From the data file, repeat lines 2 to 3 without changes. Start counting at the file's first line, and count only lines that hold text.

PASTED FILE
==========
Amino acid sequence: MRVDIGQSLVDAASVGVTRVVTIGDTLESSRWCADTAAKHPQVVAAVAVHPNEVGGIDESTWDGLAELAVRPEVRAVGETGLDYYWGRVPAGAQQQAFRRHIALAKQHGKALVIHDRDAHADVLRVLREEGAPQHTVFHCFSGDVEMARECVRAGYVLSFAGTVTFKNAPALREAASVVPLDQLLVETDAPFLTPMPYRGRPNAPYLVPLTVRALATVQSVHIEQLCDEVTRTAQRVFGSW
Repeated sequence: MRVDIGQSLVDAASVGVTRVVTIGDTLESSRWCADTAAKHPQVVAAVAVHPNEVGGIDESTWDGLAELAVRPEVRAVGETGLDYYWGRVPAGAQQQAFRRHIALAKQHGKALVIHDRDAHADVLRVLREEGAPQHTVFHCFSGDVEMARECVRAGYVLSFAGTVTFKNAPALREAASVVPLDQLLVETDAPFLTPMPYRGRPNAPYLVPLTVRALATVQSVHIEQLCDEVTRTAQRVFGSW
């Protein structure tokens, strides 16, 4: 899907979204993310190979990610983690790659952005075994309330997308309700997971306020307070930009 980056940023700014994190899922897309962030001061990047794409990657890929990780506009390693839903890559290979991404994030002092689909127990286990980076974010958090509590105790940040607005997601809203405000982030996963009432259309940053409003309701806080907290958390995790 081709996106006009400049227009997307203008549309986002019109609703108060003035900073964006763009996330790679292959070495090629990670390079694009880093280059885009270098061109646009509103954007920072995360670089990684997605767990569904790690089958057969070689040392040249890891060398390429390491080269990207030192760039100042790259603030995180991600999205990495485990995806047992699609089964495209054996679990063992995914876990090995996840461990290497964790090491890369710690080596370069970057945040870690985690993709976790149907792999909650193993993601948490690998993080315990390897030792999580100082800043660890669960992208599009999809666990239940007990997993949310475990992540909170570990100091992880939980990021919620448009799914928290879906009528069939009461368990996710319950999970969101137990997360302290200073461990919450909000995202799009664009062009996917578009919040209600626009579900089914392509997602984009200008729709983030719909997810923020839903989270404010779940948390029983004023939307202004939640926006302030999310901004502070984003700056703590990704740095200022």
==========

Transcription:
Repeated sequence: MRVDIGQSLVDAASVGVTRVVTIGDTLESSRWCADTAAKHPQVVAAVAVHPNEVGGIDESTWDGLAELAVRPEVRAVGETGLDYYWGRVPAGAQQQAFRRHIALAKQHGKALVIHDRDAHADVLRVLREEGAPQHTVFHCFSGDVEMARECVRAGYVLSFAGTVTFKNAPALREAASVVPLDQLLVETDAPFLTPMPYRGRPNAPYLVPLTVRALATVQSVHIEQLCDEVTRTAQRVFGSW
């Protein structure tokens, strides 16, 4: 899907979204993310190979990610983690790659952005075994309330997308309700997971306020307070930009 980056940023700014994190899922897309962030001061990047794409990657890929990780506009390693839903890559290979991404994030002092689909127990286990980076974010958090509590105790940040607005997601809203405000982030996963009432259309940053409003309701806080907290958390995790 081709996106006009400049227009997307203008549309986002019109609703108060003035900073964006763009996330790679292959070495090629990670390079694009880093280059885009270098061109646009509103954007920072995360670089990684997605767990569904790690089958057969070689040392040249890891060398390429390491080269990207030192760039100042790259603030995180991600999205990495485990995806047992699609089964495209054996679990063992995914876990090995996840461990290497964790090491890369710690080596370069970057945040870690985690993709976790149907792999909650193993993601948490690998993080315990390897030792999580100082800043660890669960992208599009999809666990239940007990997993949310475990992540909170570990100091992880939980990021919620448009799914928290879906009528069939009461368990996710319950999970969101137990997360302290200073461990919450909000995202799009664009062009996917578009919040209600626009579900089914392509997602984009200008729709983030719909997810923020839903989270404010779940948390029983004023939307202004939640926006302030999310901004502070984003700056703590990704740095200022």